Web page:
Better Than Thinking About Her Husband

Maureen Dowd is fixated on Michelle Obama’s arms. No really. (The Times perhaps has a clause in its contracts with female columnists that they must appear frivolous and obsessed with politicians’ physiques.) But while meandering through the faux controversy over Michelle’s biceps she actually stumbles upon a substantive point: the president is not exactly a tower of inspirational strength. And it’s not just the “lame” DVD gift to Gordon Brown. Dowd complains:

As blue chips turn into penny stocks, Wall Street seems less like a symbol of America’s macho capitalism and more like that famous Jane Austen character Mrs. Bennet, a flibbertigibbet always anxious about getting richer and her “poor nerves.” The president tried to urge Americans to man-up and buy stocks. In a Times interview on Friday, he further advised us not to “suddenly stuff money” in our mattresses.

It’s a mess, really. These days the president is both dismissive (your 401K is a poll) and defensive. In the latter vein, he’s not just hounding reporters to drop the notion that he’s a Western European socialist; he’s resorting to eye-rolling misrepresentations. He was just getting warmed up with his announcement that he doesn’t like big government. The latest, from his weekly radio address:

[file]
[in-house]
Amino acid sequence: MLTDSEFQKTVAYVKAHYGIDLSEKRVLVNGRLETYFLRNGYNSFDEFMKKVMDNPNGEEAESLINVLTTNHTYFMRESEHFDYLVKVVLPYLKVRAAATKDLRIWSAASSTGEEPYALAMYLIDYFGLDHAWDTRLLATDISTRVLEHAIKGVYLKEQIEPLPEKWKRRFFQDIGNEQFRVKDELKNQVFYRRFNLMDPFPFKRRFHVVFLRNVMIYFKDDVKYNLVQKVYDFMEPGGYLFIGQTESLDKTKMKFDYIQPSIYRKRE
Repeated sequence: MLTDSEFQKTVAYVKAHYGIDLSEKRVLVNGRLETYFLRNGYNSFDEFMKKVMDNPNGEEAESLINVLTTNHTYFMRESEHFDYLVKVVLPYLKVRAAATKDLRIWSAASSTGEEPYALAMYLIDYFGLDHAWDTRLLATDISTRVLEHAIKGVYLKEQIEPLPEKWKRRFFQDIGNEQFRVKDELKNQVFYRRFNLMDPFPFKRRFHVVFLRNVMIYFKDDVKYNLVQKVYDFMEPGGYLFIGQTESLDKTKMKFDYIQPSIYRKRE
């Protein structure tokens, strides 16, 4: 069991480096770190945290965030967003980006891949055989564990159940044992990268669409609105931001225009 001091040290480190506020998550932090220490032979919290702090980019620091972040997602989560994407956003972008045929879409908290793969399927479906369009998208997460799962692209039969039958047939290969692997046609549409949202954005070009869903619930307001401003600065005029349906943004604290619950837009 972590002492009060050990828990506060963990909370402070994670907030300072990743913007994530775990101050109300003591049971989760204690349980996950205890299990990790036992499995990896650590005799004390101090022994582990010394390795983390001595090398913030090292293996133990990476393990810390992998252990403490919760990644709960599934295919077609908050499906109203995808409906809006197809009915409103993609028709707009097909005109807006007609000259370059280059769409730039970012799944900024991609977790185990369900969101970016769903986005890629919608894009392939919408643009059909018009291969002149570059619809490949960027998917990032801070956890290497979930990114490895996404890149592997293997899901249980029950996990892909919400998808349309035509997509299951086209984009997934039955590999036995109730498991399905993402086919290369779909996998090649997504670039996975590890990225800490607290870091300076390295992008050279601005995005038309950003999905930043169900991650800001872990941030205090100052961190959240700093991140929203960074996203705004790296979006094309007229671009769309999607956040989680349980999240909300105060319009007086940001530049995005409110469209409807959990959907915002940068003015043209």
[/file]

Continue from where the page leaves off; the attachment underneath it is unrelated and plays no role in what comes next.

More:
My administration inherited a $1.3 trillion budget deficit, the largest in history.  And we’ve inherited a budgeting process as irresponsible as it is unsustainable.  For years, as Wall Street used accounting tricks to conceal costs and avoid responsibility, Washington did, too.

These kinds of irresponsible budgets — and inexcusable practices — are now in the past.

What about the 8000-plus earmarks in the omnibus spending bill? And the budget “cut” of $1.6 trillion achieved by not continuing the surge? Forget John F. Kennedy’s invented “missile gap” — this is an economic reality gap of unprecedented size.